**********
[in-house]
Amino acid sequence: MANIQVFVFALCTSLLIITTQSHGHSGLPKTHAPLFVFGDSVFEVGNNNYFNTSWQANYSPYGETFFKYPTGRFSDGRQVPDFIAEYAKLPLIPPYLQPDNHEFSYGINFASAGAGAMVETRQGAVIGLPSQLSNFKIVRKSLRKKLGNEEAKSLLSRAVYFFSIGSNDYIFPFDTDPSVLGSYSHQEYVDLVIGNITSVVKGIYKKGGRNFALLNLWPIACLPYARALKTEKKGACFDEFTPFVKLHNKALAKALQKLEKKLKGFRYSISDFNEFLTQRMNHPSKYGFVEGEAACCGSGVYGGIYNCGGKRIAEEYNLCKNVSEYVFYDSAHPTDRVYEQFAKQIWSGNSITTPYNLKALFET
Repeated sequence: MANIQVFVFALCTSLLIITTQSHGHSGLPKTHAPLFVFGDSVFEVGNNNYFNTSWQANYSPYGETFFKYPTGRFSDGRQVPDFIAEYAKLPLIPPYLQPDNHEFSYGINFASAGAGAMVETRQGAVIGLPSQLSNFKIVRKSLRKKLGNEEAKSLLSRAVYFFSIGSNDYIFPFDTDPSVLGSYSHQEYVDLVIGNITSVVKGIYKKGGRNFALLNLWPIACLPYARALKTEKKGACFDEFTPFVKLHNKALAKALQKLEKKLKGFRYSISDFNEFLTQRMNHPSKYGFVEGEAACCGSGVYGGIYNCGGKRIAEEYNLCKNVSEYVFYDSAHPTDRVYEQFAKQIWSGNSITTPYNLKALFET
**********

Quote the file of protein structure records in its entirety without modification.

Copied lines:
[in-house]
Amino acid sequence: MANIQVFVFALCTSLLIITTQSHGHSGLPKTHAPLFVFGDSVFEVGNNNYFNTSWQANYSPYGETFFKYPTGRFSDGRQVPDFIAEYAKLPLIPPYLQPDNHEFSYGINFASAGAGAMVETRQGAVIGLPSQLSNFKIVRKSLRKKLGNEEAKSLLSRAVYFFSIGSNDYIFPFDTDPSVLGSYSHQEYVDLVIGNITSVVKGIYKKGGRNFALLNLWPIACLPYARALKTEKKGACFDEFTPFVKLHNKALAKALQKLEKKLKGFRYSISDFNEFLTQRMNHPSKYGFVEGEAACCGSGVYGGIYNCGGKRIAEEYNLCKNVSEYVFYDSAHPTDRVYEQFAKQIWSGNSITTPYNLKALFET
Repeated sequence: MANIQVFVFALCTSLLIITTQSHGHSGLPKTHAPLFVFGDSVFEVGNNNYFNTSWQANYSPYGETFFKYPTGRFSDGRQVPDFIAEYAKLPLIPPYLQPDNHEFSYGINFASAGAGAMVETRQGAVIGLPSQLSNFKIVRKSLRKKLGNEEAKSLLSRAVYFFSIGSNDYIFPFDTDPSVLGSYSHQEYVDLVIGNITSVVKGIYKKGGRNFALLNLWPIACLPYARALKTEKKGACFDEFTPFVKLHNKALAKALQKLEKKLKGFRYSISDFNEFLTQRMNHPSKYGFVEGEAACCGSGVYGGIYNCGGKRIAEEYNLCKNVSEYVFYDSAHPTDRVYEQFAKQIWSGNSITTPYNLKALFET